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Sheenagh Pugh

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Sheenagh Pugh
Pugh in 2008
Pugh in 2008
Born (1950-12-20) 20 December 1950 (age 73)
Birmingham, England
OccupationPoet, novelist, translator
Notable works
  • Stonelight (2000)
Notable awards

Sheenagh Pugh (born 20 December 1950) is a British poet, novelist and translator who writes in English.[1] Her book, Stonelight (1999) won the Wales Book of the Year award.

Pugh was born in Birmingham. She was a creative writer educator at the University of Glamorgan until her retirement. She has written several poetry collections, and two novels. She has also written The Democratic Genre: fan fiction in a literary context (2005), a literary study of fan fiction.


Pugh was born in Birmingham.[2] She studied languages at the University of Bristol. She now lives in Shetland but lived for many years in Cardiff and taught creative writing at the University of Glamorgan until retiring in 2008.[3] Her collection of poetry, Stonelight (1999) won the Wales Book of the Year award in 2000. She has twice won the Cardiff International Poetry Competition. Her collection of poetry The Beautiful Lie (Seren, 2002) was shortlisted for the Whitbread Prize and the collection The Movement of Bodies (Seren, 2005) was selected as a Poetry Book Society recommendation and also shortlisted for the T S Eliot Prize.

Pugh's interest in northern landscapes is well-known and a strong feature of her work. One of her novels, Kirstie's Witnesses, is set in Shetland and several poems in Long-Haul Travellers are set in Norway.

Her poem "Sometimes" (Selected Poems, 1990) appeared in Poems on the Underground and is among her best-known works, though Pugh herself states on her website that she "long ago got sick of it"[4] and no longer allows it to be anthologised or used in examination questions. Politically correct versions of this poem using inclusive language have been published, ruining the scansion and raising Pugh's ire.[4]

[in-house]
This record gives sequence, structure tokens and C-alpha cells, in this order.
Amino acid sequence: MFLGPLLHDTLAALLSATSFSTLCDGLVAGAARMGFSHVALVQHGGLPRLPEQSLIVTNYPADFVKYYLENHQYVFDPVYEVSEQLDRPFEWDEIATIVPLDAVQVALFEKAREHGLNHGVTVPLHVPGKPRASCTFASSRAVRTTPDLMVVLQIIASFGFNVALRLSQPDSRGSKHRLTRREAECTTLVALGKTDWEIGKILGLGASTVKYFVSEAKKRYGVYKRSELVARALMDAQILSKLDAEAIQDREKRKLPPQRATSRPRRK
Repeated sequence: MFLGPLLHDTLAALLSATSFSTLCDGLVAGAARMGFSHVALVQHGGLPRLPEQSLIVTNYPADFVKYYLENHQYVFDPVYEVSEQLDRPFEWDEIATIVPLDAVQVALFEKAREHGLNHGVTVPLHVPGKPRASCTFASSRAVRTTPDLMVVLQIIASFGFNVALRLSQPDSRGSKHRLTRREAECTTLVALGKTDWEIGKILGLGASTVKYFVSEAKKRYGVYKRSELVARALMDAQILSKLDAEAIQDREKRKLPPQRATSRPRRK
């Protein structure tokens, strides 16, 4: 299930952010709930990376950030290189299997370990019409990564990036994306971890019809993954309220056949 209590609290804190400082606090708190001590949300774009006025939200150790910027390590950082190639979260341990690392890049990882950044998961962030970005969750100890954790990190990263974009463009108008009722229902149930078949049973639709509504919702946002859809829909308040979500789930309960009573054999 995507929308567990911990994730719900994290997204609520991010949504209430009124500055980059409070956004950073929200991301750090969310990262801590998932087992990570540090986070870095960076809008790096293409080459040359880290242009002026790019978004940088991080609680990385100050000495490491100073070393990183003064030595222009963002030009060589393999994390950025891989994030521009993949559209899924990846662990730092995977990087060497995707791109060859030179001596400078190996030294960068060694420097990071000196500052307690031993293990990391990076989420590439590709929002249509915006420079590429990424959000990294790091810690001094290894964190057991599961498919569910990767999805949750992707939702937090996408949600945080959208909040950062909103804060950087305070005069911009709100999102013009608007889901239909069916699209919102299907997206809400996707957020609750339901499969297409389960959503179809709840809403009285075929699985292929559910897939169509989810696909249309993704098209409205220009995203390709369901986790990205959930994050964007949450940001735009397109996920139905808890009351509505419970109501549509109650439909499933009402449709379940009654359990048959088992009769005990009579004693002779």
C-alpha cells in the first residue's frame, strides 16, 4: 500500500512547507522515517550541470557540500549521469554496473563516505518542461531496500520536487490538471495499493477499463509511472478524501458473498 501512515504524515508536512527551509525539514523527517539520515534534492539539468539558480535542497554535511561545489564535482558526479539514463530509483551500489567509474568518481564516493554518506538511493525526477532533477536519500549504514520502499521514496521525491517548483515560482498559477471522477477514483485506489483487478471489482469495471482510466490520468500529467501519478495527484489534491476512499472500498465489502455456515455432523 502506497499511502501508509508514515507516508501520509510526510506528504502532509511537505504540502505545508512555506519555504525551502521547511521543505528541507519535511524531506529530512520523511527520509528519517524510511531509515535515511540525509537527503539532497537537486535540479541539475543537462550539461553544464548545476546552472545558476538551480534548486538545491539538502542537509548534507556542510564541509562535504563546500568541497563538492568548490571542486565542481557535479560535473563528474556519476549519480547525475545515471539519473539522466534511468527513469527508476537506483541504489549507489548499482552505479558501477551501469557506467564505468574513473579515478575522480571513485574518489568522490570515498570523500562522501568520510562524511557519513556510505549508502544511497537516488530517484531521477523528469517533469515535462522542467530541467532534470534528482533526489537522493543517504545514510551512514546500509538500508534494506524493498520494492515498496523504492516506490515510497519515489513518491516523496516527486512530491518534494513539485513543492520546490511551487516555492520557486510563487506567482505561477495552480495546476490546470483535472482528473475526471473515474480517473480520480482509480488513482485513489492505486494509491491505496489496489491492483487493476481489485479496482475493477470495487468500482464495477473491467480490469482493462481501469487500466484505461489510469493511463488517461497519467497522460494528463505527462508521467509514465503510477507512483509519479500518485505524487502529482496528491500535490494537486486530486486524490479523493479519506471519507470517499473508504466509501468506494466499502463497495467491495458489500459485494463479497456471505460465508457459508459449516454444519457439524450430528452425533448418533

Pugh has also published a study of fan fiction, The Democratic Genre: fan fiction in a literary context (Seren, 2005), which is one of the first publications to treat fan fiction as a literary rather than a sociological phenomenon. Fandom is also the subject of her 'Fanfic' sequence, in the collection The Beautiful Lie, which includes a poem about Mary Sues.

Pugh's collection Long-Haul Travellers was published by Seren in Autumn 2008. It features several poems set in Norway and a sequence about the Dutch privateer turned Barbary pirate Murat Reis.[5] Long-Haul Travellers was shortlisted for the Roland Mathias Prize and longlisted for the Wales Book of the Year prize. Pugh has since published Short Days, Long Shadows in 2014 and Afternoons Go Nowhere, 2019, both from Seren.



  • Crowded by Shadows (1977)
  • What a Place to Grow Flowers (1979)
  • Earth Studies and Other Voyages (1982)
  • Beware Falling Tortoises (1987)
  • Sing for the Taxman (1993)
  • Id's Hospit (1997)
  • Stonelight (1999)
  • The Beautiful Lie (2002)
  • The Movement of Bodies (2005)
  • Long-Haul Travellers (2008)
  • Later Selected Poems (2009)
  • Short Days, Long Shadows (2014)[6]
  • Afternoons Go Nowhere (2019)

Poetry anthologies[edit]

  • Selected Poems (1990)
  • What If This Road and Other Poems (2003)


  • Kirstie's Witnesses (1998)
  • Folk Music (1999)


  • Prisoners of Transience (1985)


  • The Democratic Genre (2005)

All published by Seren except Kirstie's Witnesses, published by the Shetland Publishing Company, and What If This Road and Other Poems, published by Gwasg Carreg Gwalch.


  1. ^ James Persoon and Robert R. Watson (2015). "Pugh, Sheenagh", Encyclopedia of British Poetry: 1900 to the Present, Infobase Learning.
  2. ^ "Poetry: Sheenagh Pugh". The Island Review. 10 January 2014. Retrieved 9 July 2020.
  3. ^ Cecil Day-Lewis (1991). Contemporary Poets. St. James Press. p. 774. ISBN 978-1-55862-035-3.
  4. ^ a b The Dreaded Sometimes: Sheenagh Pugh's website Archived 21 September 2009 at the Wayback Machine (accessed 28 June 2007)
  5. ^ Sheenagh Pugh: Long-Haul Travellers Archived 30 October 2009 at the Wayback Machine (accessed 26 April 2008)
  6. ^ "Three Shetland poems by Sheenagh Pugh". The Island Review. 4 May 2018. Retrieved 2 July 2021.

External links[edit]